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On the use of women's names in Ian Fleming's James Bond novels

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This paper deals with the use of women's names in Ian Fleming's James Bond novels. Fleming's main naming strategy was to choose names that tell us something about the characters, names that correspond to their personalities, their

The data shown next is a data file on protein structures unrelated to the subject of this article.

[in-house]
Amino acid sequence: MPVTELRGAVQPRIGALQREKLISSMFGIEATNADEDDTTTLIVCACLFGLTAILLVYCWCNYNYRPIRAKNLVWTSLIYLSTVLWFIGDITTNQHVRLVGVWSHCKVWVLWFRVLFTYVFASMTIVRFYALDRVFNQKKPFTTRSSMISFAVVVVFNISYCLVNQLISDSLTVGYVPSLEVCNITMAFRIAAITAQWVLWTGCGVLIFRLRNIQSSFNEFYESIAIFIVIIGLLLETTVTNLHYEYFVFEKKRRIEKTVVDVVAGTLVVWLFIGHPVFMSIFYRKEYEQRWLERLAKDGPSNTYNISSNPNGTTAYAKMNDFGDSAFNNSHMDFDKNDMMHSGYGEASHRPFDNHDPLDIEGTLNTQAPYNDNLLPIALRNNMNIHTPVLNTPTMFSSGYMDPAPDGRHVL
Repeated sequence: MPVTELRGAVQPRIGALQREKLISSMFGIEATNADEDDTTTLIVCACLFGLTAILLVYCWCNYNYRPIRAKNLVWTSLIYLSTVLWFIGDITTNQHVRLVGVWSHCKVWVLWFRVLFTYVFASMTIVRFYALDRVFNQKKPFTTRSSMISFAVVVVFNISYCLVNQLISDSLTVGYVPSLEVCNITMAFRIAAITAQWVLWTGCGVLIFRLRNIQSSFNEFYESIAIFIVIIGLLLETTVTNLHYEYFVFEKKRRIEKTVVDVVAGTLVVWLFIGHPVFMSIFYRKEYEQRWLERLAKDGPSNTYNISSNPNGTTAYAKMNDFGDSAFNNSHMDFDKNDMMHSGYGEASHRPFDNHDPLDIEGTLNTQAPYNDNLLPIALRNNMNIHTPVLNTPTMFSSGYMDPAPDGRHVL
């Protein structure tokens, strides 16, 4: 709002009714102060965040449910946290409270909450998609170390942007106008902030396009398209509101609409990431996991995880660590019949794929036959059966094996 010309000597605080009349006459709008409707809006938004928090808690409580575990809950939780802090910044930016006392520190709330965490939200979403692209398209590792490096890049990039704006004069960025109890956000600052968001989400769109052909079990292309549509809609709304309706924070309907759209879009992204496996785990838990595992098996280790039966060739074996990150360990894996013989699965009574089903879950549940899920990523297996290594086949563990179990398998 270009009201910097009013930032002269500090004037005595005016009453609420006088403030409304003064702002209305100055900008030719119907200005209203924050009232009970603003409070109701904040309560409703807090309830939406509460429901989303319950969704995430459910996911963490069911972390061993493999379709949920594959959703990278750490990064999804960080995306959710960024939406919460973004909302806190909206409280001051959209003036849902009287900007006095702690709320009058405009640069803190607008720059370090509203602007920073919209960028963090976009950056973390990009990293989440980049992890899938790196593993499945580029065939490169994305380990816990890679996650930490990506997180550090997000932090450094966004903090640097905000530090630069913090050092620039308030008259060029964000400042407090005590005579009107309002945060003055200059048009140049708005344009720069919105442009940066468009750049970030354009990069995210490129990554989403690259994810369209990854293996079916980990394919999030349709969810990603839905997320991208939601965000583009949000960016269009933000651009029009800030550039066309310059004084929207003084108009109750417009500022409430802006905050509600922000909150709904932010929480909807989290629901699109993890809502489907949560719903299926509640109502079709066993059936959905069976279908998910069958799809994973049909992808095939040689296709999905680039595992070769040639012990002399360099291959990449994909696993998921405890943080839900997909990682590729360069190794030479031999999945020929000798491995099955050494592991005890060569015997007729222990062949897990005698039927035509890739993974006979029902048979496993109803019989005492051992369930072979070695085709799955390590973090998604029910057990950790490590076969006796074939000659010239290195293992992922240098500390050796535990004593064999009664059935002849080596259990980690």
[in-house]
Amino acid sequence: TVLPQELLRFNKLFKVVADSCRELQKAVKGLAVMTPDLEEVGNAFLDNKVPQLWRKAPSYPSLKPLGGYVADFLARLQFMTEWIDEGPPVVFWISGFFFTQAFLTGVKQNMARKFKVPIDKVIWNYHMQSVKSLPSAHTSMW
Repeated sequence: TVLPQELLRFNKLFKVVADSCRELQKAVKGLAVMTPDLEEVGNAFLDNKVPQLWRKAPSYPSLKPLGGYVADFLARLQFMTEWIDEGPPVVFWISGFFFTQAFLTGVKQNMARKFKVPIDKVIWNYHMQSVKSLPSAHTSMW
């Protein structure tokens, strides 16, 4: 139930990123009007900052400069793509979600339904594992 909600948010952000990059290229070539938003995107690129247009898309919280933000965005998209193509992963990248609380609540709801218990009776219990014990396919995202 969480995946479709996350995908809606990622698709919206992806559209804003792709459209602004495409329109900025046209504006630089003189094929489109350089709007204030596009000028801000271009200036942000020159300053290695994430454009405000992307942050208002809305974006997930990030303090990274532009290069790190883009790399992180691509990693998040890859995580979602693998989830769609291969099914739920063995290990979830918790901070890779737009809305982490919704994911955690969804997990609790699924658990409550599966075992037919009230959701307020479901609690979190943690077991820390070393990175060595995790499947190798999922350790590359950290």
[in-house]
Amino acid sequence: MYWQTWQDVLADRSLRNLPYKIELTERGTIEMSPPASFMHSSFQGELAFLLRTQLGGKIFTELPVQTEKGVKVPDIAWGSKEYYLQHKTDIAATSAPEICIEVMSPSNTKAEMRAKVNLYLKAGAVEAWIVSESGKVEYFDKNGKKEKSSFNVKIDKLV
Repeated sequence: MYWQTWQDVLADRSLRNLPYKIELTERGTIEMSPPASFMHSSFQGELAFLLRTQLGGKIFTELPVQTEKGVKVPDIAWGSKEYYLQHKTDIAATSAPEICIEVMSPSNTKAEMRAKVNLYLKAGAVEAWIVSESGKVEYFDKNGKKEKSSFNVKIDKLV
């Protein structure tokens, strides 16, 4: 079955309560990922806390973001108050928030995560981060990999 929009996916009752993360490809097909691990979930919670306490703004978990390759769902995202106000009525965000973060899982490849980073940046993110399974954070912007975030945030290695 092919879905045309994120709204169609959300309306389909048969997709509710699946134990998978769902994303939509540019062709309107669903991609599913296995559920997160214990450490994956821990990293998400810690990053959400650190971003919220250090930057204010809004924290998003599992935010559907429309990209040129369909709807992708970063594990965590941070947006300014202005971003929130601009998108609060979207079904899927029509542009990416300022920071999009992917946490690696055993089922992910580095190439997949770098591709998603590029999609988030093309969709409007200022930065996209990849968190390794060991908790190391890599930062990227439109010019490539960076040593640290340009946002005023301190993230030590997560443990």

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  Per Vikstrand Page 1 2009-08-21  This paper is published in I Nomi nel tempo e nello spazio . Atti del XXII Congresso Internazionale di Scienze Onomastiche. Pisa 2006. 699–710. On the use of women’s names in Ian Fleming’s James Bond novels Per Vikstrand Abstract This paper deals with the use of women’s names in Ian Fleming’s James Bond novels. Fleming’s main naming strategy was to choose names that tell us something about the characters, names that correspond to their personalities, their occupations or the roles they play in the stories. This is often achieved by providing them with allusive names that hint at several meanings, using polysemy, etymology, or lexical or even phonological associations. Many of these names are given an explanation in the novels, but underneath this explanation there are always others. Special attention has been paid to the cases where I believe the heroines do not have allusive names. I suggest that this has to do with the fact that these women are the ones with the most complex and real characters, and real characters must have real names.  Per Vikstrand Page 2 2009-08-21   Reasons for studying Ian Fleming Between 1953 and 1965 the British author Ian Fleming published twelve novels and a number of short stories featuring his hero James Bond. 1  Regarding the literary qualities of his writing, opinions are divided. Although Fleming had influential admirers such as Anthony Burgess and Raymond Chandler, he is not generally regarded as a distinguished author. However, I believe that the justification for studying Fleming’s work stems not from its literary value, but from the outstanding impact of its leading character, Commander James Bond of the British Secret Service.  James Bond has become something of an archetype in modern popular culture. He has disengaged himself from his creator and begun a life of his own. In that respect he could be compared to great fictional characters such as Bram Stoker’s Dracula or Sir Arthur Conan Doyle’s Sherlock Holmes. Having said that, I think one should also acknowledge that there is a significant difference between Ian Fleming’s James Bond and what could be called the archetypal James Bond, that is, the set of qualities and behaviours that are commonly associated – rightly or wrongly – with his character. While the archetypal Bond is conceived, I believe, as an efficient, self-confident and cold-blooded hero in the service of the Good – that is, of course, the British government – the literary figure is more given to reflection and more uncertain of himself, and often sets out on his missions with the help of an unhealthy mixture of alcohol and amphetamine (Benzedrine). The difference between the literary Bond and the archetypal Bond springs from the fact that the latter has mainly grown out of the James Bond 1  I will restrict myself in this paper to the novels.  Per Vikstrand Page 3 2009-08-21  character of the movies – the cinematic James Bond. And the cinematic Bond, who might be regarded primarily as a creation of the director Terence Young and the actor Sean Connery on the basis of Ian Fleming’s literary Bond, lacks precisely this quality of introspection and doubt. Now, I am fully aware that it might seem a bit confusing to talk of all these different James Bonds. What I am trying to say with all this is that in this paper I will concern myself mainly with the literary James Bond, not with his cinematic or archetypal counterpart. Ian Fleming and names The personal names in the Bond novels are often extraordinary; they are evocative and provocative, they are unusual and conspicuous; sometimes they just sound strange, sometimes they hint at lexical meaning. These are a few examples from different novels:  Auric Goldfinger  Mary Trueblood Le Chiffre Blabbermouth  Miss Moneypenny Ernst Stavro Blofeld Pussy Galore  M  Per Vikstrand Page 4 2009-08-21  In 1980 Frederick M. Burelbach presented a paper on the names in one of Fleming’s novels, Dr No . Burelbach makes a distinction between contextual and thematic names. The purpose of the contextual names is to “evoke mystery and exoticism”, but at the same time to “make extreme and implausible events somehow believable” (p. 269) and also to “prepare the reader for the symbolically meaningful names of more important characters by providing a matrix within which the symbolical names can comfortably fit without drawing excess attention to themselves” (p. 270). The thematic names are according to Burelbach these symbolically meaningful names; they are intended to support the themes of the novel. Although I find this distinction between contextual and thematic names rather useful, I am not entirely happy with the term thematic names , as I believe these names are more closely connected with characters than with themes. I also believe that contextual names, the ones that have no deeper meaning than to get the reader used to unusual names, are rather few in number. Furthermore, there is a third kind of name that is not covered by this distinction, namely what I would like to call ordinary names, like  Ronnie Vallance (of Scotland Yard), Felix Leiter   and Vivienne  Michel . I will not, however, venture into the difficult task of classification. Instead I will try to discuss the use of names in terms of different naming strategies, consciously or sometimes perhaps unconsciously used by the author. There can be no doubt that Ian Fleming chose the names of his characters with great care. How James Bond himself got his name is the subject of a now well-known anecdote. Fleming has stated that he  Per Vikstrand Page 5 2009-08-21  wanted the “simplest, dullest, plainest-sounding name” he could find. Now Fleming had an interest in ornithology, and one of his favourite books in that field was Birds of the West Indies , written by a man named  James Bond  (Sterling & Morecambe 2003, p. 32). This was a name Fleming found plain enough to use for his hero. It is highly significant – and a bit ironic – that, through the success of the novels, this name has become absolutely loaded with connotations. The anecdote about how James Bond got his name illustrates one of Fleming’s main strategies for naming his characters. In his first book at least, Casino Royale , Fleming purposely sketched Bond rather vaguely. He did not intend him to have any characteristics, only to be, as he puts it, a blunt instrument (Sterling & Morecambe 2003, p. 30). Obviously he wanted a name that corresponded to this blunt character. This points, I believe, to a sort of superordinated naming strategy. The names used are supposed – in one way or another – to tell us something about the characters, to correspond to their personalities or occupations. This can be achieved in different ways. In the case of  James Bond  the name is supposed to work through its lack of connotations, but normally Fleming hints at the characters’ personalities or roles through allusive names like  Auric Goldfinger or  Tiffany Case . A common feature of many of these names is that they hint at a lexical meaning, but are at the same time often elusive and ambiguous. There is, however, another naming strategy that one must be aware of. Fleming quite frequently borrowed at least parts of the names of his characters from friends or people he came into contact with. Bond’s first secretary – Loelia Ponsonby – got her first name from a friend of Fleming’s wife. Bond’s superior in the Secret Service is